Federal Spending on Diabetes: An Opportunity for Change
The federal government spent $79.7 billion more in 2005 to treat those with diabetes and care for its complications than it spent for those without diabetes—12 percent of total federal health care spending nationwide. A significant share of this spending is potentially avoidable, to the extent that diabetes and its complications can be prevented.
Mathematica completed a study of federal spending patterns on diabetes and examined how to improve returns on federal investment in this area by leveraging dollars to create synergy across efforts that influence diabetes prevention and treatment. This study differed from many previous efforts in that it sought to go beyond traditional efforts to examine the direct and indirect effects of such efforts on federal spending. We worked with Novo Nordisk's National Changing Diabetes Program to accomplish the following:
- Constructed a logic model by building on the well-established literature on the epidemiology of diabetes and what is known about preventing diabetes and limiting its progression or negative outcomes. The logic model was used to identity federal programs and policies that have the potential to influence at critical points the progression and human and fiscal costs of diabetes.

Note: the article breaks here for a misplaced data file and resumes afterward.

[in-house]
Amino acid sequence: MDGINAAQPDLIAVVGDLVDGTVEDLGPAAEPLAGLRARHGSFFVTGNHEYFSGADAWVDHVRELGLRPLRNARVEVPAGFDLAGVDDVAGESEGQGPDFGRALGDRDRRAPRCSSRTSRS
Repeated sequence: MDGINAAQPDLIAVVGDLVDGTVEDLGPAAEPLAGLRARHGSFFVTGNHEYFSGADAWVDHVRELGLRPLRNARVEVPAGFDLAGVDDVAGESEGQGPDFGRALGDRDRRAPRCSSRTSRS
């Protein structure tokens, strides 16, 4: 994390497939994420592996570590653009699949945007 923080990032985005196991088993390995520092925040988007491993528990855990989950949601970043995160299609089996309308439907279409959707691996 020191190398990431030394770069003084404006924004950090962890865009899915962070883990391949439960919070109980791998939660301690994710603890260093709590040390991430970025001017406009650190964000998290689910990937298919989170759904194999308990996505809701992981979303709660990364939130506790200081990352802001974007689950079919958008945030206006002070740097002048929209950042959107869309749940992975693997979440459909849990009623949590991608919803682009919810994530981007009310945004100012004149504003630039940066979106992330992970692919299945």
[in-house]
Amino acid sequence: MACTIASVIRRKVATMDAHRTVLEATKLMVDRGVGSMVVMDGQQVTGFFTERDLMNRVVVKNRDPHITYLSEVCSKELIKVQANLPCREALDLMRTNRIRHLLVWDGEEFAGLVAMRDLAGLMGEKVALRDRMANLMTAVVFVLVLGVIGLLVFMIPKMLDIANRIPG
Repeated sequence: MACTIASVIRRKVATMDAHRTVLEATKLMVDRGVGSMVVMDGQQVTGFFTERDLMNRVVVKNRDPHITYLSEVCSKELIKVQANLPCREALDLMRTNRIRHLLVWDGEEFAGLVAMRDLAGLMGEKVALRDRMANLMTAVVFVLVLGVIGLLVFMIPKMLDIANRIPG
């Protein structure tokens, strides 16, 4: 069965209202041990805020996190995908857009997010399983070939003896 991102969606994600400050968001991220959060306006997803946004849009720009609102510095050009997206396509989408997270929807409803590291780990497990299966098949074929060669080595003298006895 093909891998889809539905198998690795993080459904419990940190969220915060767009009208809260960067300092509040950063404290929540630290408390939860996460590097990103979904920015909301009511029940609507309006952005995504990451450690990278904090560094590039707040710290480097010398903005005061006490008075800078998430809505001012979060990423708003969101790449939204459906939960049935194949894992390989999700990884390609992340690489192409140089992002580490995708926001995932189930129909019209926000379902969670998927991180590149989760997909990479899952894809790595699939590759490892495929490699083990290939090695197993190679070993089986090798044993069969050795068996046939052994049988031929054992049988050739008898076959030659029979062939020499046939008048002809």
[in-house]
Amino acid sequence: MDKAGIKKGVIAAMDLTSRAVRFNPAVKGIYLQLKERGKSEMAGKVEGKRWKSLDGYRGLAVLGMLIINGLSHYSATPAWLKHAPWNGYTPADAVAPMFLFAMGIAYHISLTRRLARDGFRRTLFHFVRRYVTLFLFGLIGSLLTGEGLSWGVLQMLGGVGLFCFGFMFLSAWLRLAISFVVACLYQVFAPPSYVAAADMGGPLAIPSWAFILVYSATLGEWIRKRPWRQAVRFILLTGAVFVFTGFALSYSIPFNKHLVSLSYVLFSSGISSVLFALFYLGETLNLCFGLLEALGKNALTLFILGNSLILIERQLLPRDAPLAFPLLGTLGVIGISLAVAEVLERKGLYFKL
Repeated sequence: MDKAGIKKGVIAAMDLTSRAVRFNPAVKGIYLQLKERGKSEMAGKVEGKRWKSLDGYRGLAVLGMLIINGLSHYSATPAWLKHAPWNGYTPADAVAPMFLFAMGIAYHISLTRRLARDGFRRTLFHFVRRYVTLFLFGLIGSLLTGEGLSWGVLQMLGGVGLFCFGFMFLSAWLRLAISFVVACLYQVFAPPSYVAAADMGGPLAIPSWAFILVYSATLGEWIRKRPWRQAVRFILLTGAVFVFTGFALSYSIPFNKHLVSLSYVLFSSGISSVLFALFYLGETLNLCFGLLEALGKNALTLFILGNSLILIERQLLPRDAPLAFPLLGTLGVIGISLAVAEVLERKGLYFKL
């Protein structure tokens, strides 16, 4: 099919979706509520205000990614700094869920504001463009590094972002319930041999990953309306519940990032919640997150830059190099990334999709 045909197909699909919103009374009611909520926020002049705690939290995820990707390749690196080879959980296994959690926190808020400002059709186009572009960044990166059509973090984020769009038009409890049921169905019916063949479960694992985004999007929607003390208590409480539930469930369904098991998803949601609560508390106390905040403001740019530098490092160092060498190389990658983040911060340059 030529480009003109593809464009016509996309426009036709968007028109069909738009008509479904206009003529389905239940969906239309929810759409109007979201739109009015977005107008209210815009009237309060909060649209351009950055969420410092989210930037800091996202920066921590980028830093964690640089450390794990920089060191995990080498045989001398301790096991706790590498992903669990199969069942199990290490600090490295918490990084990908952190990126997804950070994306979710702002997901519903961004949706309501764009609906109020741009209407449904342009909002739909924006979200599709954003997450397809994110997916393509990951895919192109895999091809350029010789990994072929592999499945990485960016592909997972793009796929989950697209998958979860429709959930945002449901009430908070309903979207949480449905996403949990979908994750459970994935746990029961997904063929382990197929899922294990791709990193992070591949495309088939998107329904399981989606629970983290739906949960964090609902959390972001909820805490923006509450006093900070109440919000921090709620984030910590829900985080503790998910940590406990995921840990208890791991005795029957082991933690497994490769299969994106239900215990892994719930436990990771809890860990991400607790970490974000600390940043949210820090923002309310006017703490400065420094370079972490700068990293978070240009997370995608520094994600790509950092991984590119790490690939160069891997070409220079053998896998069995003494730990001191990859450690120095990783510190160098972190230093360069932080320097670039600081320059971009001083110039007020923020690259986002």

- Identified ways in which federal policy and programs could influence the progression of diabetes at points in the logic model. Reviewed the missions, programs, and budgets of each department of the federal government to identify activities that may influence risk factors for diabetes, diabetes itself, and the complications that result. From this review, estimated federal diabetes spending (excluding tax effects) using two methods—(1) traditional cost-of-illness methods to estimate the additional amount that the federal government spends to treat those with diabetes compared to those without, and (2) budget analysis techniques to estimate the total amount of federal spending for other diabetes-related purposes, including prevention and research. The latter estimates included both spending directly related to diabetes and other spending that is linked because of its influence on general risk factors for diabetes and many other chronic diseases, such as diet, nutrition, obesity, and physical activity. The estimates were for fiscal year 2005, the latest with detailed data.
- Reviewed federal websites and budget documents to estimate the diabetes-related costs in these programs.
- Developed a final report and briefing on the project results.The report identifies ways for the federal government to take a leadership role in reversing the upward trend of diabetes by getting the most out of current spending in medical care programs, leading by example, effectively promoting the health of its workforce, and enhancing interdepartmental coordination to more effectively reduce the risk factors for and complications of diabetes.
"Study of Federal Spending on Diabetes: An Opportunity for Change" Full Report; Executive Summary; PowerPoint Presentation (June 2007)
"Study of Federal Spending on Diabetes: Summaries of Federal Government Agencies and Their Relevant Activities" Working Paper (January 2007)
"Federal Medical and Disability Program Costs Associated with Diabetes, 2005" White Paper (September 2007). Provides a focused look at the construction of the $79.9 billion estimates of medical and disability costs that were included in the main study.